I didn’t dive into a lot of research before having my son either. I figured that my motherly instincts would kick in and common sense would carry me a long way. Then, my son arrived, and quickly I have learned that common sense and motherly instincts do not outweigh the power of on-the-job training when it comes to being a Mom. Some of these are rookie moves I’m sure, but I bet there are at least one or two others out there who can relate to this list of lessons I’ve learned over the last ten months (please tell me I’m not alone).
1. Don’t feed your baby in a moving car
After a particularly long doctor’s appointment (2.5 hours) at an office that was 35 minutes from our home I decided to give my son a bottle. While you are probably trying to picture this, let me set the stage. My husband and I were having a Driving Miss Daisy session – him in the driver’s seat and me in the back seat with our son. About ten minutes into our drive home, he started crying and wouldn’t stop (my son, not my hubby). I couldn’t bear to hear him cry knowing it was from hunger…so, I got the bottle out of the diaper bag, put it in my shirt to try and warm up the bottle that had been sitting on an ice pack, and then gave it to him.
Luckily, I didn’t give it to him until we were close to our house because he immediately started to spit up. He was in his car seat and there was no way for me to get him out to keep him from choking. My husband quickly pulled off the side of the road, ran around the car, and got him out of the seat to pat his pack. It was dramatic and horrible and could have been avoided completely.
2. Keep testing different diaper creams until you find one that works
I was very apprehensive about using petroleum based protection for my little guy’s toosh. I had heard of a very appealing “pink” colored product that works wonders. So, that is what we used. At first, it was great, no diaper rash at all. However, after a few months, a dreaded diaper rash developed. I continued using the pink stuff. The diaper rash worsened and got very red (which happened to be muted under the layers of the pink stuff). I continued to use the pink stuff. It went on like this for a several weeks with days of relief in between.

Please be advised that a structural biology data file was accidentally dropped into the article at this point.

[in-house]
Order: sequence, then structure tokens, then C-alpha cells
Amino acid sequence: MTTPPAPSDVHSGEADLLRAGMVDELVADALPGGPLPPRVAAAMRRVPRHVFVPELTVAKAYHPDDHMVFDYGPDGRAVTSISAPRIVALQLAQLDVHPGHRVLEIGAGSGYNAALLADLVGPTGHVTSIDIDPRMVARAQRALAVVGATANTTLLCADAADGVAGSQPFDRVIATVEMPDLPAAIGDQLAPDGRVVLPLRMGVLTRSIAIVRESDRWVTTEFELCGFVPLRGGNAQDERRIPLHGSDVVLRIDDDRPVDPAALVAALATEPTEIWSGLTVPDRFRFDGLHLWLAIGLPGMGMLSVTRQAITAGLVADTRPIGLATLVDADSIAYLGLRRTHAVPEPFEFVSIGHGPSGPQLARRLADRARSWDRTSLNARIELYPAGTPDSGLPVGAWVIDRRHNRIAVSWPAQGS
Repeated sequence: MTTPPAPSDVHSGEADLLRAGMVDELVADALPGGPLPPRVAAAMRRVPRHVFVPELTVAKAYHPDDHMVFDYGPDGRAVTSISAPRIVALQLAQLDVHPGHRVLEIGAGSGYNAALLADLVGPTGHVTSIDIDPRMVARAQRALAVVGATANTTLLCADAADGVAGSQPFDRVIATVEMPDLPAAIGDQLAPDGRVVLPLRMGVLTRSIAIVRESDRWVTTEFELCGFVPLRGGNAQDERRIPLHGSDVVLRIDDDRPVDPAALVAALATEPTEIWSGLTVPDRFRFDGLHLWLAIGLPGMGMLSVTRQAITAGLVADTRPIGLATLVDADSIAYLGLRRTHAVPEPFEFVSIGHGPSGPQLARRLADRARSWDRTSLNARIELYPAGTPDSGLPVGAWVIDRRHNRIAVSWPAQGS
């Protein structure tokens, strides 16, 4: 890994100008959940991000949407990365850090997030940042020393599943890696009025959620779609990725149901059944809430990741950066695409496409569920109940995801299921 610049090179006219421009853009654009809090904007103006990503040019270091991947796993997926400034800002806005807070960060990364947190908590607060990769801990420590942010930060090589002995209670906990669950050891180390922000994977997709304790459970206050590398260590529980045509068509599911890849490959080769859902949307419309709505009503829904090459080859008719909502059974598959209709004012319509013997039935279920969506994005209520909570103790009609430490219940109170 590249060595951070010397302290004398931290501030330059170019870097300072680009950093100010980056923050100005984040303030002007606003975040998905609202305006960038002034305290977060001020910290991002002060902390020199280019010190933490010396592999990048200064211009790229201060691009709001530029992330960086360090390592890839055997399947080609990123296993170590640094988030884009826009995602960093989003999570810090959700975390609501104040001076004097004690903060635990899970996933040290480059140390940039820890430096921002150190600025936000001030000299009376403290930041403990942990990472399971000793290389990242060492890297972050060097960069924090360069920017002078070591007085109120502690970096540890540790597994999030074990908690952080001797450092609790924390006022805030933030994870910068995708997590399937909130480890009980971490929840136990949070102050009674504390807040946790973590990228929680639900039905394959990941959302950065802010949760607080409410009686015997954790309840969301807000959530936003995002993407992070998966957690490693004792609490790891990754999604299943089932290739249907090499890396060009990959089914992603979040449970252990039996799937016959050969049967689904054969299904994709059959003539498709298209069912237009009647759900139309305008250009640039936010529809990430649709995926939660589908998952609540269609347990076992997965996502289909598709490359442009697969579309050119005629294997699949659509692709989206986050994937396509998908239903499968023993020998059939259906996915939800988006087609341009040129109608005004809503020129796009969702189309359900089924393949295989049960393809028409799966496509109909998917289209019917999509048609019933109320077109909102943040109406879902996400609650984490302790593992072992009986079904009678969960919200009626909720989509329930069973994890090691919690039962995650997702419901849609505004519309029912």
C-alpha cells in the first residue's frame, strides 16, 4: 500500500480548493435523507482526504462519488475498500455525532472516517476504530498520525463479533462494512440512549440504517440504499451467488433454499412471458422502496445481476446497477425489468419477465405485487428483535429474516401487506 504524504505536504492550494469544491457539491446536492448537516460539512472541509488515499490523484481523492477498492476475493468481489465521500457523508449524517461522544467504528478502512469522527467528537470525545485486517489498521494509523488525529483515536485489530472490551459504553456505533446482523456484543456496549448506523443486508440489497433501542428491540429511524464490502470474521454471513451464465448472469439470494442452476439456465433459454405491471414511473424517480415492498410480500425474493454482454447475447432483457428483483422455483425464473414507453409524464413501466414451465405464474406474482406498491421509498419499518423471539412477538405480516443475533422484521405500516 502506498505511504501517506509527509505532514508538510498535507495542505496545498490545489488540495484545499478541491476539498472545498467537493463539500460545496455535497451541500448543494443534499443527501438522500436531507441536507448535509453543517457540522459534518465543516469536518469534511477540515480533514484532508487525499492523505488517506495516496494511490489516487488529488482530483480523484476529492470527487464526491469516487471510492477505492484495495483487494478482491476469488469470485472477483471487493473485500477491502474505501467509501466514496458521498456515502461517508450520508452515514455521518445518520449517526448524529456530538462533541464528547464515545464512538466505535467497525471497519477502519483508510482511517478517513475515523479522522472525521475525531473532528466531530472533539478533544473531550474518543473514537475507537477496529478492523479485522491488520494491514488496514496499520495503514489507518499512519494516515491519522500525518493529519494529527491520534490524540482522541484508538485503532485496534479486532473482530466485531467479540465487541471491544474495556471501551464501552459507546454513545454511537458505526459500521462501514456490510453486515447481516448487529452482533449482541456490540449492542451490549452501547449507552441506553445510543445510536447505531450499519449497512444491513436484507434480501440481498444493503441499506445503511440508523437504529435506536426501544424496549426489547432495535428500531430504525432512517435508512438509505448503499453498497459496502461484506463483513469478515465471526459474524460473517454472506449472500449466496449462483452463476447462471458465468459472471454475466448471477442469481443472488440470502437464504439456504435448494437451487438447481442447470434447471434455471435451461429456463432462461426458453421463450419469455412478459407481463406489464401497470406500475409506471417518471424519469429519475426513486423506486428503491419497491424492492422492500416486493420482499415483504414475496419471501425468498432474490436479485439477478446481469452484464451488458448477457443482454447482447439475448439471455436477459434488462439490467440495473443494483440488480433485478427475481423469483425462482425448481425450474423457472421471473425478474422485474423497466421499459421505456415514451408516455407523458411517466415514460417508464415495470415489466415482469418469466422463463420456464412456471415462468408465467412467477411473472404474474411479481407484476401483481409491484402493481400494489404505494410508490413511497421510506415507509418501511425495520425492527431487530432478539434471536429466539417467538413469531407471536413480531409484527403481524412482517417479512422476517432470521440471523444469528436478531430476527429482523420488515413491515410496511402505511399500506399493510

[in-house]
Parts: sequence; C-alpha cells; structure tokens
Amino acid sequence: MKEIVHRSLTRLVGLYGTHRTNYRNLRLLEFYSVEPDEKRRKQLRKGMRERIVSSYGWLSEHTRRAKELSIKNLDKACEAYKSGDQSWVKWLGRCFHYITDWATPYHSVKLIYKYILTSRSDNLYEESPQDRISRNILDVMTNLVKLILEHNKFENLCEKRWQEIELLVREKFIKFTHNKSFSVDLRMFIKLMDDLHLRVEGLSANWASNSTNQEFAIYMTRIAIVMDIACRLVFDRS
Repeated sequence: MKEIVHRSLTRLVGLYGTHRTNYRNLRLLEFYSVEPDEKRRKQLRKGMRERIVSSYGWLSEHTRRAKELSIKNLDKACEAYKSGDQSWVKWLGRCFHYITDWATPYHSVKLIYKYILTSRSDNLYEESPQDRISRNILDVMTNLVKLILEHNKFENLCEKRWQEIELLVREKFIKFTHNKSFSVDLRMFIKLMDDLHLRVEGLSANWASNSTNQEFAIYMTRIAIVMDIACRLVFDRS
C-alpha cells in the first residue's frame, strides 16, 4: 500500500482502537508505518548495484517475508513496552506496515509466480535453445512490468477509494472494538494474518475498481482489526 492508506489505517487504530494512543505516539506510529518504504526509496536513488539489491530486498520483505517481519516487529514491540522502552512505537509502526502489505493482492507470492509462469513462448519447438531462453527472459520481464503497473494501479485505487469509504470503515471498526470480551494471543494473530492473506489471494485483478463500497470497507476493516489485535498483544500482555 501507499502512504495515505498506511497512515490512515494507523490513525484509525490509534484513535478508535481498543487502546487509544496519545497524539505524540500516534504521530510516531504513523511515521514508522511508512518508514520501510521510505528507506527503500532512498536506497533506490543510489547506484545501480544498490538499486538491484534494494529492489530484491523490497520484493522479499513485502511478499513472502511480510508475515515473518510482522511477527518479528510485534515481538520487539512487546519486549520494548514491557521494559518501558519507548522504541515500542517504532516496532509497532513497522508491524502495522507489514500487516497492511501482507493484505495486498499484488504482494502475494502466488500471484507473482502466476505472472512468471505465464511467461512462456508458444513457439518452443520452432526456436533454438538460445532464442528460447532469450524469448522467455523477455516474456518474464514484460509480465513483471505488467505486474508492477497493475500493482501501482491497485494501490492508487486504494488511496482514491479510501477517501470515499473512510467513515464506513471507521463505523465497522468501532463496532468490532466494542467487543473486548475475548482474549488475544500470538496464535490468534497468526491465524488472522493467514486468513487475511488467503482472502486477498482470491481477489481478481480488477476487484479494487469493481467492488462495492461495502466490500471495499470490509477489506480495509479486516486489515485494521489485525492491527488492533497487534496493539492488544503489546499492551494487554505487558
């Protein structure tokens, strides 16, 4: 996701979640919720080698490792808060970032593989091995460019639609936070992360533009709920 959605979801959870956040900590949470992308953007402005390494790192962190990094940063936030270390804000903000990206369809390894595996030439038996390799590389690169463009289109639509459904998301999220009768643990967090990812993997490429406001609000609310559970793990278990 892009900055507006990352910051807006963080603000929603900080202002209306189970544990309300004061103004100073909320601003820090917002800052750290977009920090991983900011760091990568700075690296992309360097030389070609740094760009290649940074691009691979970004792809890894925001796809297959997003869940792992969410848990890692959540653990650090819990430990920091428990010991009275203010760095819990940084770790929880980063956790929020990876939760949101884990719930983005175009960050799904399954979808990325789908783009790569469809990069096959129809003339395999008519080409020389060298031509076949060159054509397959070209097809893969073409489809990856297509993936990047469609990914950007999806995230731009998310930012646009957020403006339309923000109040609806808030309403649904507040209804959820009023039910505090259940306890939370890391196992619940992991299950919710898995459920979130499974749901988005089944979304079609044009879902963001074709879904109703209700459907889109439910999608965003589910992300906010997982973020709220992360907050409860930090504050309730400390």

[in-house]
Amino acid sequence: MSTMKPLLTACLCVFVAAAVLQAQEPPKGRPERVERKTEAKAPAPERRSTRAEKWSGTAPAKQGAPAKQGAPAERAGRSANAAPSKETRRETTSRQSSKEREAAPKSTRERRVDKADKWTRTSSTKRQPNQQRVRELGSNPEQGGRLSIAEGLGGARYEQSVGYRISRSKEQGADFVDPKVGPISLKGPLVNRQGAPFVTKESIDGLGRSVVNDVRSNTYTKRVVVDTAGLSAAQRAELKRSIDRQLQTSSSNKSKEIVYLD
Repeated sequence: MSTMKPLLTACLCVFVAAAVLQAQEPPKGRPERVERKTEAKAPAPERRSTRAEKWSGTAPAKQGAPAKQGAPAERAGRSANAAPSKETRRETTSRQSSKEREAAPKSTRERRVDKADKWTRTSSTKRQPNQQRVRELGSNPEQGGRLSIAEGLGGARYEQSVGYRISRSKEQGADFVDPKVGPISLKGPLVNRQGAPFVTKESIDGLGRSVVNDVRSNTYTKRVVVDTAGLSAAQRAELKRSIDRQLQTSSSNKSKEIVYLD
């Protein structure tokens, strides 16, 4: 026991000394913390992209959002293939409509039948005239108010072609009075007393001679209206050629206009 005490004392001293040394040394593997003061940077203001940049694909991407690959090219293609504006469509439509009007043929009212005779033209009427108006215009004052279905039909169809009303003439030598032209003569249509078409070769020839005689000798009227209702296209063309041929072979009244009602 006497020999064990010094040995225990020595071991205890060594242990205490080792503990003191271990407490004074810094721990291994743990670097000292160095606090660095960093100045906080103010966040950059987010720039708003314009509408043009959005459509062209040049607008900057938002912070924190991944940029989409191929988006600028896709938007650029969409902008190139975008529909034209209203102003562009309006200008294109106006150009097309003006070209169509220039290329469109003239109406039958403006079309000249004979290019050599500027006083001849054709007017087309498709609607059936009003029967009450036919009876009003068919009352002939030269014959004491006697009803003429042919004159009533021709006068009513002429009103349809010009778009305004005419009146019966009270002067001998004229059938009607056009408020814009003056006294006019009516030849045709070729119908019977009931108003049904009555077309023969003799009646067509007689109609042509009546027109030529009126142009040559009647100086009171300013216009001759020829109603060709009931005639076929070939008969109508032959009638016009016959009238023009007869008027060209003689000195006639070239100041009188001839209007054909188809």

Finally, I gave in and used a petroleum based product and he has not had any issues since. Looking back, I wonder if he had some sort of allergic reaction to the zinc oxide in the “pink” product. I’m sure it is wonderful for some but I wish I would have switched sooner.
3. Use the safety belts on your gadgets
OK, so this one is particularly mortifying. Until our son was about seven months old, he slept in his swing every night. He was next to impossible to get to sleep and once he would fall asleep, we tip-toed through the house like a cat burglar to keep from waking him. Strapping him into the swing for safety was not even a consideration. The swing was deep, he had several heart surgeries and wasn’t wildly mobile (or so we thought), and once he was in the swing, he was asleep for the night…until, the one night he wasn’t.
He had started to cry a little bit and since my husband stays at home with him and I go to work in the mornings, he typically takes care of him overnight. In this instance though, I didn’t hear my husband getting up to see what was wrong. As I was groggily trying to wake up, I heard my husband (coming from the bathroom) yelling, “oh my God, oh my God, oh my God”. Thud…silence…screaming.
Our baby had flipped himself out of the swing and onto the floor. Thankfully, his dismount was executed with the style and grace of an Olympic gymnast. He managed to do a full 360 degree rotation and go from his back in the swing to landing on his butt on the floor. He only cried for about 15 seconds so I’m sure he was just scared, though not nearly as scared as we were. In fact, not only do we always use the safety belts on all of his gadgets, he no longer sleeps in the swing.
Now that I’ve shared all some of my Mommy mistakes, and I feel like I definitely should get the “worst parent of the year award” I am reminded of some things I do right. Like getting the text message below from my husband and deciding it is time to call it a day and head home to my beautiful family!
Tena and her best friend (and hubby) had their first child in July, 2011. Their little guy has a congenital heart defect and he is one tough little cookie; don’t ever think about calling him sick though – “his plumbing is just different.” Tena is an animal loving vegetarian and is excited to teach her son about compassion and the importance of volunteer work. She secretly hopes her son will be left handed like his momma. She is the Online Marketing Director for Step2.
While I personally deem myself a mother already, even though my little peanut has not yet exited my womb, I didn’t expect others to acknowledge me as a mother until my baby girl arrives (yes, we recently found out it’s a girl and we are overjoyed!).